Are Solar Farms Worth It? Costs and Benefits

Topic: solar projects Read Time: 11 mins
Landowner type:
Independent landowners | Institutional landowners
Energy: Solar
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Are you a landowner? If so, you might be asking yourself the question, “Are solar farms worth it?” Join us as we discuss everything you need to know about hosting a solar project on your land.

 We often get approached by landowners who ask us one simple question: “Are solar farms worth it?” Now, this answer won’t be the same for every landowner because you’ll need to make sure that your land is suitable for hosting a project.

But if you’re seriously considering diversifying your income with a renewable energy project? Well, you’ll want to weigh up the pros and cons of solar carefully. And that’s where we come in.

In this deep dive, we’ll cover everything you need to know that should help you answer the question: “Are solar farms worth it?” From the financial and environmental benefits of solar farms to the drawbacks that come with losing arable land, we’ve got it all. Now, let’s dive in.

Solar farms typically comprise large collections of photovoltaic panels that span over 100 acres of land in total. Now, they might take up a fair deal of space. However, solar energy does not produce notable air pollution or greenhouse gases during production.

It’s worth mentioning that solar farms release very low levels of sulphur dioxide and nitrogen oxide. However, the figures are virtually nil. It should also be noted that solar energy offers a positive knock-on effect on the environment as fewer fossil fuels are being burned. To make solar even more appealing, the source of energy used for these projects is abundant. So, as long as solar radiation from the sun arrives on earth, we’ll have solar energy in spades.

While solar energy isn’t exactly cheap (the UK’s energy is linked directly to the price of gas), it’s a far cleaner alternative.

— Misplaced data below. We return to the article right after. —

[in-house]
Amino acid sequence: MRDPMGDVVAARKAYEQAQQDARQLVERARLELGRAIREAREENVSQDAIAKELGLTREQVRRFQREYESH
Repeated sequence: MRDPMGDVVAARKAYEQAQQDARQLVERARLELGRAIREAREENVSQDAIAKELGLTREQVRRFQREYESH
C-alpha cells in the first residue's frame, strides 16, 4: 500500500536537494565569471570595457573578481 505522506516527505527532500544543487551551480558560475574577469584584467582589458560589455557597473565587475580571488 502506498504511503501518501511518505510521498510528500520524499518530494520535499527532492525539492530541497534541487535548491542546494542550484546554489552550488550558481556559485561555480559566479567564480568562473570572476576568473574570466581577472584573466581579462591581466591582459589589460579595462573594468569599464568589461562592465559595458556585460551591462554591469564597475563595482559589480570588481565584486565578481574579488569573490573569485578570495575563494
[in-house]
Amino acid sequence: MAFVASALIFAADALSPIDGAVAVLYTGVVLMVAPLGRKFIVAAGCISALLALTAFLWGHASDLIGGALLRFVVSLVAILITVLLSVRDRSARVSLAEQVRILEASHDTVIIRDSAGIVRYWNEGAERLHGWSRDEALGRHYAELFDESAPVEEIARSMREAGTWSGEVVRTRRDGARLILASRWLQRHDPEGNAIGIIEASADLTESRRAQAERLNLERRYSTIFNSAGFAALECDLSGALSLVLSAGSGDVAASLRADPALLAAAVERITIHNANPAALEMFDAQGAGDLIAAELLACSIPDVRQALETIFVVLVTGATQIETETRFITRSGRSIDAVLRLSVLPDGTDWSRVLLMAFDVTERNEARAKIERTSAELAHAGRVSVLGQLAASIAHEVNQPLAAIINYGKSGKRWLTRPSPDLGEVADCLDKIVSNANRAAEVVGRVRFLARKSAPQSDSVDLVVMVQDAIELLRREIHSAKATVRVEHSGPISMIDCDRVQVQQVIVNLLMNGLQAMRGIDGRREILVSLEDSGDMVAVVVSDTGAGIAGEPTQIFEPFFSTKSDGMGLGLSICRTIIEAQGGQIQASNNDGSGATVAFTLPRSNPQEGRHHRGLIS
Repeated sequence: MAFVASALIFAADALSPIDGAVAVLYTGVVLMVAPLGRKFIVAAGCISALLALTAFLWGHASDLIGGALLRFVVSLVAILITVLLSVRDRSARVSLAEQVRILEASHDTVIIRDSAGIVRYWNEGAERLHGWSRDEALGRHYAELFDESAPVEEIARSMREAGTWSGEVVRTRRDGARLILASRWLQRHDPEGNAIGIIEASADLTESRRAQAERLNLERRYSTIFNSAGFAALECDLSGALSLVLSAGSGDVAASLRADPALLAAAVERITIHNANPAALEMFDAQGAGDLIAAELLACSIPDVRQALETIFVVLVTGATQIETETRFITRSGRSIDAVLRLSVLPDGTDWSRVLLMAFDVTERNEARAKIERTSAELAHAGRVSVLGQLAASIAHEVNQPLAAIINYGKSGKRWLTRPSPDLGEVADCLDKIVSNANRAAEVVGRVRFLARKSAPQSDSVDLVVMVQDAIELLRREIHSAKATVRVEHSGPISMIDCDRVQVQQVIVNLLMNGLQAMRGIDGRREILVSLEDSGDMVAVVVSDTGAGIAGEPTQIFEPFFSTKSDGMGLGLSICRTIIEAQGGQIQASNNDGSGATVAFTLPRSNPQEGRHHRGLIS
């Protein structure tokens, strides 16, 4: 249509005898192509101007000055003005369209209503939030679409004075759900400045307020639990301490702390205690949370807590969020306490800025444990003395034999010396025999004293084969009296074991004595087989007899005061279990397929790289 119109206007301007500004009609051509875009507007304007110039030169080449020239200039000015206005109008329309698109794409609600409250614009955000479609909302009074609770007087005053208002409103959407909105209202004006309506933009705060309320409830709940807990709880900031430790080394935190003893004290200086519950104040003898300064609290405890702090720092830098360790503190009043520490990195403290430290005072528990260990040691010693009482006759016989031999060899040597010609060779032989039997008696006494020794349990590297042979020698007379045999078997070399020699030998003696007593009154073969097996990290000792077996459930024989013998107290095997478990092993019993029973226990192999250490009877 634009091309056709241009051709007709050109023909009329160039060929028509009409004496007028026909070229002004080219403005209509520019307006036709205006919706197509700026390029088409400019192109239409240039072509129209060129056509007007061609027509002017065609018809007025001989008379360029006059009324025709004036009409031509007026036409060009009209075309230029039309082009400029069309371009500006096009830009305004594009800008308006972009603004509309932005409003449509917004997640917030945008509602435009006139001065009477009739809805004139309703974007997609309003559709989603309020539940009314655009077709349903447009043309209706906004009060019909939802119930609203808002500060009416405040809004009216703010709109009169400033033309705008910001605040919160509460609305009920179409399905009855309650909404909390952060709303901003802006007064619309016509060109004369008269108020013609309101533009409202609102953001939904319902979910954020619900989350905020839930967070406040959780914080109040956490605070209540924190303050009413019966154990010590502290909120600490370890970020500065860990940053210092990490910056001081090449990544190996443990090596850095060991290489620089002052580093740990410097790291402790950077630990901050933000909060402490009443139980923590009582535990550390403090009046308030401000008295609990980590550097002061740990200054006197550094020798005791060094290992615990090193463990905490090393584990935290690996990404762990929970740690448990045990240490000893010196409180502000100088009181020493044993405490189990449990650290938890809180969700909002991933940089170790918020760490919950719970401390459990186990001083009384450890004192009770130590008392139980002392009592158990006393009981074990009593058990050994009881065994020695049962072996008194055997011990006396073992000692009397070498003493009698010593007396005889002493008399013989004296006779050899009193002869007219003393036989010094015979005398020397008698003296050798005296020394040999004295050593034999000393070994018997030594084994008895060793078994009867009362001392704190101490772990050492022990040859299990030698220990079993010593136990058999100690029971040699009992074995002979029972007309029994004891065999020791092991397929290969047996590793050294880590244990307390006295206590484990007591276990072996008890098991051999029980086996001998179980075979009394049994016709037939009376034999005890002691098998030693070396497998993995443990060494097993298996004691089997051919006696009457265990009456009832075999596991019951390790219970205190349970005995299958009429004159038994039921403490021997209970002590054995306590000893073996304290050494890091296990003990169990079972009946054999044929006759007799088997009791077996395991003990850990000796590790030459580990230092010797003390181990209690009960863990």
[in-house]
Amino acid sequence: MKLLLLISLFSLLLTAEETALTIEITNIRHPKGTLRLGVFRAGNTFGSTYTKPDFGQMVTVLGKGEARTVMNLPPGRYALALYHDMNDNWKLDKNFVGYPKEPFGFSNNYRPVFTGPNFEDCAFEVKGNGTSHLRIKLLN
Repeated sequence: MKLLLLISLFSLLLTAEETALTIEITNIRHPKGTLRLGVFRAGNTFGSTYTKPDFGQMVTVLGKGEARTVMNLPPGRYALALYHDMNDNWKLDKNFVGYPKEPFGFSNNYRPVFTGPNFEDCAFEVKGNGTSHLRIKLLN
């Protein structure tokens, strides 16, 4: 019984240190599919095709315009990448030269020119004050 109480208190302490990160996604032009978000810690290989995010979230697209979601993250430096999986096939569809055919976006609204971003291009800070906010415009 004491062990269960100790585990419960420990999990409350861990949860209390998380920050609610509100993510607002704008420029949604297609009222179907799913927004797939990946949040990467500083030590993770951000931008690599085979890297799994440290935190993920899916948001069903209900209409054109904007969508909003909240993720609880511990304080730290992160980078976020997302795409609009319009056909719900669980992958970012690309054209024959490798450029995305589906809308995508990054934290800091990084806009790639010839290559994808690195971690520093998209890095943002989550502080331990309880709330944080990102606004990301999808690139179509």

The beauty of solar panels is that they require minimal maintenance once they’re up and running. Developers of large solar projects will need to arrange periodic cleanings to keep panels free of obstacles that can affect radiation absorption. These cleanings and checks only need to take place around 3 or 4 times a year (which is minimally intrusive for landowners). Cost-wise, the maintenance procedures should only be around around £12 per kilowatt of installed capacity.

It’s important to note that the cost and effort to maintain a solar farm will depend on the overall size and scale of the project at hand. But one thing’s for certain – wind turbines are typically far more expensive to maintain and operate over the lifetime of a project than solar panels.

We’re not saying that the upfront cost of a solar farm isn’t enormous (we’ll get to this in just a moment). However, some units can go up to 20 years without major maintenance, which significantly reduces the cost of running a project. Plus, they’re highly unlikely to be affected by any petroleum gas shortages and are virtually future-proof as a result.

Photo showing what is involved in a commercial solar panel maintenance

It probably goes without saying, but many landowners are looking to diversify their income streams with renewable energy projects. And, as the average Return on Investment (ROI) for a solar farm is between 10% and 20%, these projects usually pay for themselves within 5 to 10 years. This might seem like a long time to wait for a profitable project, but ROI is more of a developer’s concern than a landowner’s, as most commercial-scale solar projects are built and financed by a developer; landowners typically opt for payment arrangements that offer a fixed income across the project’s lifetime.

Even if you decide to choose a more complex payment arrangement that’s calculated based on the project’s output, a base rental payment should still apply. To sweeten the deal, most projects pay a rental rate more profitable than any crops grown on the same land. With average rent prices per acre clocking in at around £850 to £1100 in 2023, it’s certainly an appealing venture for most landowners. Plus, leasing your land for a solar project gives you peace of mind if you experience poor yields during the year.

With the UK aiming to reach net-zero emissions by 2050, diversifying the country’s energy sources is crucial. After all, relying on gas that emits greenhouse gases like carbon dioxide, methane, and nitrous oxide is the opposite of what the country is going for. Although we’re slowly moving away from a reliance on gas, 33% of the country’s energy still comes from gas.

Now, it’s great to see that renewable energy is making up an increasing percentage of the country’s energy usage (approximately 40% in 2022). But as wind accounts for 26.8% of the country’s overall energy mix and solar accounts for just 2.6%, we still have a way to go. So, why not take steps towards increasing the percentage of solar with a project on your land?

Landowner and developer discussing solar power contract